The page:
California community colleges currently offer a handful of programs that allow students to walk away with full-fledged four-year bachelor’s degrees, thanks to a bill passed in 2014 by San Diego state Sen. Marty Block.

The catch is that the four-year degrees are only offered in hyper-specific career fields, like airframe manufacturing technology and mortuary science, that aren’t currently offered at any UC or CSU schools. That was the compromise with the state’s college systems that Block had to settle for in order to get the bill through – the UC and CSU systems did not want to compete with community colleges for students seeking bachelor’s degrees.

It’s still in a pilot phase – 10 programs launched this fall, including at Mesa College in San Diego, and 15 total are planned, including another at MiraCosta College in Oceanside. This week, Block held a hearing at San Diego City College on the progress of the program and to examine the possibility of expanding it.

The same tension that played out in the original debate around the bill – balancing the need to meet the state’s workforce demands and to offer more affordable degrees with the need to not hurt California colleges’ feelings – was present in the hearing.

The 15 programs were chosen so as not to overlap with anything being offered by four-year public colleges in California, said Pamela Walker, vice chancellor of California Community Colleges.

But Sen. Ben Allen wondered why the duplication issue loomed so large.

“What’s wrong with being duplicative when being duplicative meets a widespread need?” he asked.

Constance Carroll, chancellor of the San Diego Community College District, said she’s already eager to see the program expanded.

“We’re in a context in which 80 community colleges in America currently offer over 500 bachelor’s degrees, with great success and with great coordination with the public universities in their states, and with great student outcomes and workforce placement,” Carroll said. “And in California, we’re talking about 15 degrees – a very tiny pilot, which needs to expand.”

California is currently on track to have a 1.1 million gap between the number of bachelor’s degrees produced in the state and the number the workforce demands, according to the Public Policy Institute of California. Expanding the number of bachelor’s degrees offered by California community colleges, many of the panelists suggested, could go a long way toward meeting that shortfall.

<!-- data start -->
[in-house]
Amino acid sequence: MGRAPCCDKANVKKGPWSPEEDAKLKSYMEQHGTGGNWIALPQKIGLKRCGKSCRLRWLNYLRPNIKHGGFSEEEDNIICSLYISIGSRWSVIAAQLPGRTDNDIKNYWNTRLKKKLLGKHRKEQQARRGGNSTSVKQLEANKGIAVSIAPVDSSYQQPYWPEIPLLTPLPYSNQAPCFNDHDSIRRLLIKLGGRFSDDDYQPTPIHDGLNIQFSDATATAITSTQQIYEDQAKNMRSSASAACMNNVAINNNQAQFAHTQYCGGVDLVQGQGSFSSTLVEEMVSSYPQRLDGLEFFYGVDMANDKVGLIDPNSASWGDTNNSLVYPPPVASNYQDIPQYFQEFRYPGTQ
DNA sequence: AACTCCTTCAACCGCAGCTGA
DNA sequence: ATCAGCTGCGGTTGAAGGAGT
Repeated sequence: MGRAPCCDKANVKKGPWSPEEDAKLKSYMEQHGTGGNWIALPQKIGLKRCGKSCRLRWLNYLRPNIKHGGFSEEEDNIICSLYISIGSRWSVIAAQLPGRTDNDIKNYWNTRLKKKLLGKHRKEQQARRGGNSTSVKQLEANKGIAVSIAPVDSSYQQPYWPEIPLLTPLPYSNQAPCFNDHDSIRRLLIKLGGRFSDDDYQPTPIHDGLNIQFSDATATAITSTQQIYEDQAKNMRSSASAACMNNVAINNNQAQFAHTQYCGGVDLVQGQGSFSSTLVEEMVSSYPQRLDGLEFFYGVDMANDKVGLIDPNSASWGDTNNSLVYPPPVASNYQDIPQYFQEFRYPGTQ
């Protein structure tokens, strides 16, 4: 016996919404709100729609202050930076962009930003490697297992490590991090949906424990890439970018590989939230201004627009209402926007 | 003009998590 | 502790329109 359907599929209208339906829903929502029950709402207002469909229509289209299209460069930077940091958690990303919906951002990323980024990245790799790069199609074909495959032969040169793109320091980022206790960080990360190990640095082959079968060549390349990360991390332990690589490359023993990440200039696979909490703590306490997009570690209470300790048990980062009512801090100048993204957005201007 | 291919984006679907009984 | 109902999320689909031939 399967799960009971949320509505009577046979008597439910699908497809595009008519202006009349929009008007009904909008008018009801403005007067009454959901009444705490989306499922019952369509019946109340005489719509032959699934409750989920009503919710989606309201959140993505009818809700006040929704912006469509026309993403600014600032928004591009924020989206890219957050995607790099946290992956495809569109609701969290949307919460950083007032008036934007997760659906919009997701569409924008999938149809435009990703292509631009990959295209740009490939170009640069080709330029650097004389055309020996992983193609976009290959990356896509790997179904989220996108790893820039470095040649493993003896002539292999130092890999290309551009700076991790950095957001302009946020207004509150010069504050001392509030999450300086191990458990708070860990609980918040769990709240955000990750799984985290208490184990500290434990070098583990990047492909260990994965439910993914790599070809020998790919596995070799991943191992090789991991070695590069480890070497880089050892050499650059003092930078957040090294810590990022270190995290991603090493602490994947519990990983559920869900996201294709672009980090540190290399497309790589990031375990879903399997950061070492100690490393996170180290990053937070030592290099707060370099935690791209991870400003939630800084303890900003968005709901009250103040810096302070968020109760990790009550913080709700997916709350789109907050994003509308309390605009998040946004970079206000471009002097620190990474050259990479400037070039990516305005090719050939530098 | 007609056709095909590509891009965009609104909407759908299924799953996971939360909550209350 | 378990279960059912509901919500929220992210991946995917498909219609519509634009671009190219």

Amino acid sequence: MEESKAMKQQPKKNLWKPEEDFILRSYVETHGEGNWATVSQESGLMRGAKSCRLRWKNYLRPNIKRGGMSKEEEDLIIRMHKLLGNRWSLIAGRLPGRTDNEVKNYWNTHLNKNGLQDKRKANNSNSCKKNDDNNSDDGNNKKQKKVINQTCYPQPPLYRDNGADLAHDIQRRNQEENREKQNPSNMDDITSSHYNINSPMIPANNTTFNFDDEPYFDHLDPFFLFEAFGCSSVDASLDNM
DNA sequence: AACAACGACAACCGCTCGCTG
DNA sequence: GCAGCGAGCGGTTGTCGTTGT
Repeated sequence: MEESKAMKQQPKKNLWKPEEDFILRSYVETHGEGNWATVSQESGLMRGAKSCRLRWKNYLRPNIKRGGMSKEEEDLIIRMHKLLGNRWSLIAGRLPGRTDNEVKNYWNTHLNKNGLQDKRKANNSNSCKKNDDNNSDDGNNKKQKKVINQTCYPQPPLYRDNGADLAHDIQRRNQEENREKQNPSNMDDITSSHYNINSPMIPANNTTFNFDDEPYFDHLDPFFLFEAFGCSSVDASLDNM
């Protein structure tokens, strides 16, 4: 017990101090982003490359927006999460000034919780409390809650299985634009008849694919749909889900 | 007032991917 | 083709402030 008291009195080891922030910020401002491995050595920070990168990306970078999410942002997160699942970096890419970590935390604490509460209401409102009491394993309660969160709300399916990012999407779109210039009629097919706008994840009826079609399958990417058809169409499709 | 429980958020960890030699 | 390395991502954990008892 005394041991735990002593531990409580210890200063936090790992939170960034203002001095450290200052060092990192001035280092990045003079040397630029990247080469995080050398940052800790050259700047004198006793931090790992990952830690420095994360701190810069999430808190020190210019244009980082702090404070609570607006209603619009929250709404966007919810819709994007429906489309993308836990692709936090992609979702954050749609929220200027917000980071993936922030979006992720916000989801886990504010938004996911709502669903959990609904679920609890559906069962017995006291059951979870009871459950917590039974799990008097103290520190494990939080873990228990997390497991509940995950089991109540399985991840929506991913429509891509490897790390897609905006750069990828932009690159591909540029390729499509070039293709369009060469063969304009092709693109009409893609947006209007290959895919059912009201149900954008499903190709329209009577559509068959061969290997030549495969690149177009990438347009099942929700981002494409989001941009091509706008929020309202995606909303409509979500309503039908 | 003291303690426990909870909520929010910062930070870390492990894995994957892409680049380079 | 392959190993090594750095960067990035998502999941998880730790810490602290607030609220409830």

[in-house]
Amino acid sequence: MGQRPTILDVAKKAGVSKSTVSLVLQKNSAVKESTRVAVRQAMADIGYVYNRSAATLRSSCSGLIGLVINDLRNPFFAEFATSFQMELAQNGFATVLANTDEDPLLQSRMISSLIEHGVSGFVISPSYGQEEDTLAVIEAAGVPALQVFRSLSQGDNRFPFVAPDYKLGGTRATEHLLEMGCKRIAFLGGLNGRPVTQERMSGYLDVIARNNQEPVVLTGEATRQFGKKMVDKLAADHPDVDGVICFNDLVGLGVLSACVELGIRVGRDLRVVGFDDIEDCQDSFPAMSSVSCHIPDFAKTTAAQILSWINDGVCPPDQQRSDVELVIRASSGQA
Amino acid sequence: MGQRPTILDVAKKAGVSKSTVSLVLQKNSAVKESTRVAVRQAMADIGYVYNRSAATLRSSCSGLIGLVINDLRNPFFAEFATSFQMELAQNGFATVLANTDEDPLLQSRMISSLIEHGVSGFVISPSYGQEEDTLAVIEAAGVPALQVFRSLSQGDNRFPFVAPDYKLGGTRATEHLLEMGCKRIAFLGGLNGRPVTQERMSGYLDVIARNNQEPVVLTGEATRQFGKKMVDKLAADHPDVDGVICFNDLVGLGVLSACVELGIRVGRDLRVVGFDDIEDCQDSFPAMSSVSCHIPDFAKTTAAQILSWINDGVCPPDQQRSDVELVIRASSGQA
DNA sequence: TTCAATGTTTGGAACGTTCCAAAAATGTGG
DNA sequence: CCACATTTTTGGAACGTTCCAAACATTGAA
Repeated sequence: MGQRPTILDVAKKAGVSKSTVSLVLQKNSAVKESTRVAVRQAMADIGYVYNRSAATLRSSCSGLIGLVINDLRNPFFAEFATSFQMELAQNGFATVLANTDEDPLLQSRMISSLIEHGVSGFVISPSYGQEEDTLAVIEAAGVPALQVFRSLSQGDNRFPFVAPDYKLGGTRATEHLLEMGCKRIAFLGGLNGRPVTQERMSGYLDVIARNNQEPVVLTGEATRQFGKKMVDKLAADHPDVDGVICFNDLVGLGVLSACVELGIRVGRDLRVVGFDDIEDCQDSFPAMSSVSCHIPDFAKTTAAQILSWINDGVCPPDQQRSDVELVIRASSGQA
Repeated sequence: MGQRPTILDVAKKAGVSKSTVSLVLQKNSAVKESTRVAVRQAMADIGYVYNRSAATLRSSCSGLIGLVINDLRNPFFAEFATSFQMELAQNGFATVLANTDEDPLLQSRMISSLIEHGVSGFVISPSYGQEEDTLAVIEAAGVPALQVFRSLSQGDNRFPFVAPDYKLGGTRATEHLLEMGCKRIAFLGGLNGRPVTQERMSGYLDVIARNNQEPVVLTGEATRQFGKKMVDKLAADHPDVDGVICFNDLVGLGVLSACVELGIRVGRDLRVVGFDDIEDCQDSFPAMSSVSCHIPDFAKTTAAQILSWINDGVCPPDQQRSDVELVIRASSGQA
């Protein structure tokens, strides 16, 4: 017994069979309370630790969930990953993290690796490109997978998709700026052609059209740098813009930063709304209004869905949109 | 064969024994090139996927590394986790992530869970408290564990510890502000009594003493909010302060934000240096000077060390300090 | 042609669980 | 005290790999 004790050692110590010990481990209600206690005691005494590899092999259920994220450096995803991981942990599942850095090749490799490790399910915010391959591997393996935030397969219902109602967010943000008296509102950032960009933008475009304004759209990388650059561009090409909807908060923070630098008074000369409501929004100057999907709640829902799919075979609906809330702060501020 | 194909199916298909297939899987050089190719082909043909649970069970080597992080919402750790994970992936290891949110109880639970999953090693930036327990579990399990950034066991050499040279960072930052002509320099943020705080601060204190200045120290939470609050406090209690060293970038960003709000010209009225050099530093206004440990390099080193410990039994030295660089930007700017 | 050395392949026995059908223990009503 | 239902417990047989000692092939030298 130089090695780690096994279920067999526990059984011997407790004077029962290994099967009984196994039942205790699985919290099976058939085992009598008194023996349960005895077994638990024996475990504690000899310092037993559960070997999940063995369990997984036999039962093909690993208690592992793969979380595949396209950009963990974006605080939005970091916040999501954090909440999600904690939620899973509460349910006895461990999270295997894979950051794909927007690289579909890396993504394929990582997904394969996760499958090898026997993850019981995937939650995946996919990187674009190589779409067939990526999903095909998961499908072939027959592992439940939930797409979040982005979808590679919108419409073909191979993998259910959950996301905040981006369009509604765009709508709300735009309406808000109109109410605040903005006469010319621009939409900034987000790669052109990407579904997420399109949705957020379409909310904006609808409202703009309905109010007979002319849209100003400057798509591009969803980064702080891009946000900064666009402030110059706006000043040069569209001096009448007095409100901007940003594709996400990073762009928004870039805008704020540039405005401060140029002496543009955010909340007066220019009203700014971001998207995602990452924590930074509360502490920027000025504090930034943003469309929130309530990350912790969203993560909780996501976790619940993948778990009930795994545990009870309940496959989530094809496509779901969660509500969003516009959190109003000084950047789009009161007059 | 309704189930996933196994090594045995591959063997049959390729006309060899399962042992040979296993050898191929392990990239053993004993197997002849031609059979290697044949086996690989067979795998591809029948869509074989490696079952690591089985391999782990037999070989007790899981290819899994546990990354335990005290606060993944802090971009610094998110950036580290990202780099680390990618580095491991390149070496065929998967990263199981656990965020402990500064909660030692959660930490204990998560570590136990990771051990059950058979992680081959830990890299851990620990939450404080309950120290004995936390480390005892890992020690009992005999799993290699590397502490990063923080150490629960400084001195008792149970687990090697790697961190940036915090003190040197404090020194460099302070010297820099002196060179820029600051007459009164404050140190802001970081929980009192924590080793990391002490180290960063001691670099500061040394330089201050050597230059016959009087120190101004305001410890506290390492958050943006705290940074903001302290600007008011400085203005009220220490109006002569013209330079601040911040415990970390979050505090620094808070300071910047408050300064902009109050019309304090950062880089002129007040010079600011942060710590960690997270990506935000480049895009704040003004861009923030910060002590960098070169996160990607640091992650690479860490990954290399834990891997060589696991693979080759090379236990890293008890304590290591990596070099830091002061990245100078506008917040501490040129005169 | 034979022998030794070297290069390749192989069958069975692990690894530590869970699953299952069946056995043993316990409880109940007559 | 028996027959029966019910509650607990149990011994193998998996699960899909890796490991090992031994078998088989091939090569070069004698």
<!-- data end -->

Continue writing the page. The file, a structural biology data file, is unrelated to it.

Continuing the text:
“Our greatest hope would be that the Legislature would consider simply allowing a change in mission, to allow community colleges to offer several bachelor’s degrees on an as-needed basis,” said Carroll.

Self-Described ‘Dangerous Man’ Is East County’s Likely New Assemblyman

Assemblyman Brian Jones, an East County lawmaker who created a video series putting his outrage at various Democratic lawmakers and causes on full display, is all termed out.

The man set to replace him also has a history of making provocative right-wing statements in public – but even Jones thinks his likely successor can go too far.

In a new story this week, Liam Dillon lays out Santee Mayor Randy Voepel’s history of outrageous statements and antics, like the time he told Voice of San Diego he doesn’t believe in funding efforts to end homelessness, and that global warming is good.

Jones has endorsed Voepel, who technically has a challenger on the ballot though that person has dropped out and endorsed Voepel. Jones told Dillon he doesn’t necessarily sign off on Voelpel’s style.

“Sometimes I just shake my head and move on and let Randy be Randy,” Jones told the L.A. Times. “I don’t think he’s purposely trying to insult people. I think he thinks some of those things are ridiculous and he responds to those things with ridiculous statements.”

More on the Dueling Death-Penalty Propositions

With so (so, so, so, so) many issues on the ballot, it seems like something that would normally be a big deal – either repealing or speeding up the death penalty – has taken a backseat in this election.

Ry Rivard and I explored the two statewide death penalty measures, Propositions 62 and 66, on the latest episode of our San Diego Decides podcast.

Prop. 62 would end the death penalty in California. Prop. 66 would speed up state death penalty appeals, possibly hastening executions.

We spoke with a local couple, Mike and Penny Moreau, whose son Tim was murdered in 1990. They discussed how their experience factored into their decision-making process as they pondered the two measures.

The L.A. Times examined what Prop. 66’s passage would mean for California’s execution methods, which have been in limbo since a federal judge found the state’s lethal injection protocol might be too painful.

Golden State News

The ACLU tried to intervene at the 11th hour to allow ballot selfies on Election Day, but a federal court said no. California lawmakers have already overturned the ballot selfie ban, but it’s still on the books through the end of the year.

2016 is so over. It’s all about 2018 now. (Politico)

One-fourth of California is drought-free. (Associated Press)

Vietnamese Americans, a bloc that used to vote reliably conservative, are fleeing the GOP. It’s likely a big part of why Orange County is turning blue. (CalMatters, L.A. Times)

Gov. Jerry Brown was in San Diego Thursday making the case against Proposition 53, which would require a statewide vote on high-dollar bonds. (CBS8)

Sara Libby

Sara Libby was VOSD’s managing editor until 2021. She oversaw VOSD’s newsroom and content.

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